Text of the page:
So the fact that both numerator and denominator approach 0 sets up a competition in which either might “win”. What if the competitors are equal?

But if f(x) = 3x2 and g(x) = x2, then the competition is a stalemate, and the fraction approaches a finite limit, 3. Writing the limit lim(x→a) f(x)/g(x) as 0/0 simply indicates that the numerator and denominator are both approaching 0, and more analysis is needed to determine what happens, what the relative sizes of the two functions. The same is true if both f and g have a vertical asymptote: which function becomes relatively larger than the other, or are they comparable (i.e. one function becomes approximately a constant multiple of the other)?

Similar situations arise with other expressions, leading to other indeterminate forms. ∞-∞ means that two functions are both becoming unbounded, but have the same sign, so their values at least partly cancel. Does one function’s values dominate the other function’s (e.g.x2-x, x-x2), or are they more comparable (e.g. (x2+arctan x) – (x2-arctan x) )?

Back to problem 2

If you have an exponential f(x)g(x), where f(x)→1 and g(x)→∞, if f(x) > 1, then since 1y = 1 for any real y, the base approaching 1 tend to drive the exponential to the value 1, but raising a number larger than 1 to a large exponent tends to make the exponential large, so again there is a competition: the base approaching 1 drives the exponential to 1, while the large exponent can drive the exponential to +∞. This situation is indicated by the indeterminate form 1.

Whereas 1 raised to any (finite) power is 1, and any (finite) number greater than 1 raised to a very large power is very large (while a number less than 1 raised to a large power approaches 0), raising 1 to an infinite power (in the form of a limit) might be anything.

A good example of this form is the limit $$\lim_{n\to\infty}(1+\frac{1}{n})^n=e,$$ or equivalently $$\lim_{x\to0}(1+x)^\frac{1}{x}=e,$$ which both have the form \(1^\infty\).

Let’s work out that limit, \(\lim_{x\to0}[\cos(x)]^\frac{1}{x^2}\). The trick here is the opposite of the last one: We’ll take the log of our function, which we can express by writing the function in exponential form:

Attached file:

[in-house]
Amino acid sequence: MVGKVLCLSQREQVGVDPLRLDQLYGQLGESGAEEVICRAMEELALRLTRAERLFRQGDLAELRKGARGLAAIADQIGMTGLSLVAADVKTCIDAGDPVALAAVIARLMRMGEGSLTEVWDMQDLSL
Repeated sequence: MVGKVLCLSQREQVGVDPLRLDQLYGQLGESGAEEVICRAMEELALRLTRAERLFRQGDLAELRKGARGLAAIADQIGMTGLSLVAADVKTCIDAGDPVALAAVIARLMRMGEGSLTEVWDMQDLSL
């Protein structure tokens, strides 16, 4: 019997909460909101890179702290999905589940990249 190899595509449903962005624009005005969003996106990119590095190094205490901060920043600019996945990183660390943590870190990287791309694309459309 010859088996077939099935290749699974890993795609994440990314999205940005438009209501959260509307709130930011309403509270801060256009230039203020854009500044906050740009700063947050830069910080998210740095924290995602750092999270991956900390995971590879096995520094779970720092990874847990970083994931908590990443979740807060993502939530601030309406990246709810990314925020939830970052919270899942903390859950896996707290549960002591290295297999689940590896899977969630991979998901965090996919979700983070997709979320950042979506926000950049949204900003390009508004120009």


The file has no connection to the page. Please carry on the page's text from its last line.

The exponent is now a fraction in the form \(\frac{0}{0}\), so we can apply L’Hospital’s rule to it:


This still has the form \(\frac{0}{0}\), so we repeat:


Now we can insert that back into our exponential form:


Here is the graph, showing the power in green, approaching the limit at 0:

Skipping L’Hospital for the original problem

In your solution of the problem of

lim(x→π/2+) sec x – tan x ,

you used the approach of combining 1/cos x and -sin x/cos x into a single fraction, which gives an indeterminate form 0/0, to which L’Hospital’s Rule applies. (You must always convert indeterminate forms into either 0/0 or ∞/∞ in order to apply L’Hospital.) But in this case, you can also just “rationalize” and multiply (1-sin x)/(cos x) by (1+sin x)/(1+sin x) and simplify, leading to a fraction which does not give 0/0 by direct substitution, avoiding L’Hospital.

Here is the work: $$\lim_{x\to\frac{\pi}{2}^+}\frac{1-\sin(x)}{\cos(x)}=\\\lim_{x\to\frac{\pi}{2}^+}\frac{(1-\sin(x))(1+\sin(x))}{\cos(x)(1+\sin(x))}=\\\lim_{x\to\frac{\pi}{2}^+}\frac{1-\sin^2(x)}{\cos(x)(1+\sin(x))}=\\\lim_{x\to\frac{\pi}{2}^+}\frac{\cos^2(x)}{\cos(x)(1+\sin(x))}=\\\lim_{x\to\frac{\pi}{2}^+}\frac{\cos(x)}{1+\sin(x)}=\\\frac{\cos\left(\frac{\pi}{2}\right)}{1+\sin\left(\frac{\pi}{2}\right)}=\frac{0}{2}=0$$

Doctor Rick had mentioned two ways to solve it “that do not involve an expression of the form ∞ – ∞;” he may have meant the two methods we’ve seen (both involving the same transformation), or he may have had something like this in mind: $$\lim_{x\to\frac{\pi}{2}^+}(\sec(x)-\tan(x))=\\\lim_{x\to\frac{\pi}{2}^+}\frac{\sec(x)-\tan(x)}{1}\cdot\frac{\sec(x)+\tan(x)}{\sec(x)+\tan(x)}=\\\lim_{x\to\frac{\pi}{2}^+}\frac{\sec^2(x)-\tan^2(x)}{\sec(x)+\tan(x)}=\\\lim_{x\to\frac{\pi}{2}^+}\frac{1}{\sec(x)+\tan(x)}=0$$ because the denominator becomes (negatively) infinite.

For yet another approach, you may be reminded of the half-angle formula $$\tan\left(\frac{x}{2}\right)=\frac{1-\cos(x)}{\sin(x)}$$ Replacing x with \(\frac{\pi}{2}-x\), we see that $$\frac{1-\sin(x)}{\cos(x)}=\tan\left(\frac{\pi}{4}-\frac{x}{2}\right)$$ So $$\lim_{x\to\frac{\pi}{2}^+}(\sec(x)-\tan(x))=\lim_{x\to\frac{\pi}{2}^+}\tan\left(\frac{\pi}{4}-\frac{x}{2}\right)=\tan\left(\frac{\pi}{4}-\frac{\pi}{4}\right)=0$$

Problem 2 above would be much harder to do without L’Hospital.